Centre Mulls Self-defence Training Programme for Girl Students

Union HRD minister Smriti Irani welcomes the suggestion that a National Police University be set up in the country.

Published: 09th October 2015 05:54 AM  |   Last Updated: 09th October 2015 07:17 AM   |  A+A-

Smriti

HYDERABAD: The Union HRD ministry is likely to collaborate with police departments of various states to introduce self-defence training for girl students in all schools across the country. Smriti Irani, Union HRD minister, on Thursday said “The proposal will be placed in the next meeting of all education ministers. Initially it may begin in three or four states”

She was interacting with the women IPS officers through a video conference at the  international conference on ‘Women in Law Enforcement’, held at the Sardar Vallabhai Patel National Police Academy (SVPNPA) here on Thursday.

The three day conference concluded on Thursday. Responding to a suggestion made by one of the officers at the conference, the minister supported the idea of self-defence training for girls in schools. In some states like Rajasthan and Gujarat, the police department has already introduced such programmes which proven to be useful.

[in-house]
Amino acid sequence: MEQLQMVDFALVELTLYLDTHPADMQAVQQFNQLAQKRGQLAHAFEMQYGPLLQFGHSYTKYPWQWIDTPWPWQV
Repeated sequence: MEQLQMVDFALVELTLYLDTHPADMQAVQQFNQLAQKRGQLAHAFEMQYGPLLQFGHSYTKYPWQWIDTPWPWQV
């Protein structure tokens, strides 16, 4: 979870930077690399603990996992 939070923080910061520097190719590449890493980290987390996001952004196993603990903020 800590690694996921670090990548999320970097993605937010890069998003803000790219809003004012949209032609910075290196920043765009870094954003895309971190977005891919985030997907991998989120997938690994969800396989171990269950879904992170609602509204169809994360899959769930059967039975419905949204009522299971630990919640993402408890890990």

Mamata, a Rajasthan cadre IPS officer told the minister that the programme received good response from the schools. With support from the MHRD, it can be extended to other states as well, she advised. During interaction with the minister, the women police officers also suggested to establish a National Police University to have better coordination between the police and academics. Saying this proposal has to come from the home ministry, the HRD minister assured to forward it to the Union home minister.

Further, the minister revealed a new initiative by her ministry, where women achievers from various fields including  police and other Armed Forces would be invited to schools to interact with students. It helps to motivate the girl students towards taking up challenging jobs, she said. The MHRD also has a plan to include more lessons on gender sensitivity in the school curriculum.

The three-day conference also saw discussions on various other issues related to women in law enforcement agencies in different countries. The statistics shared in the conference shown that women have a limited representation in the police forces in South Asian countries. According to the Commonwealth Human Rights Initiative (CHRI)’s recent report, women officers constitute only 6.11 percent of India’s police force.

Aruna Bahuguna, director, SVPNPA, said there is plan to conduct second edition with participation of women police officers from more countries.

Irani suggested that next time around a University from India would be SVPNPA’s academic partner. Prof. Tracey Green of CSU, Australia, was also present at the event. The NPA organised this conference in collaboration with the Charles Sturt University (CSU) of Australia.

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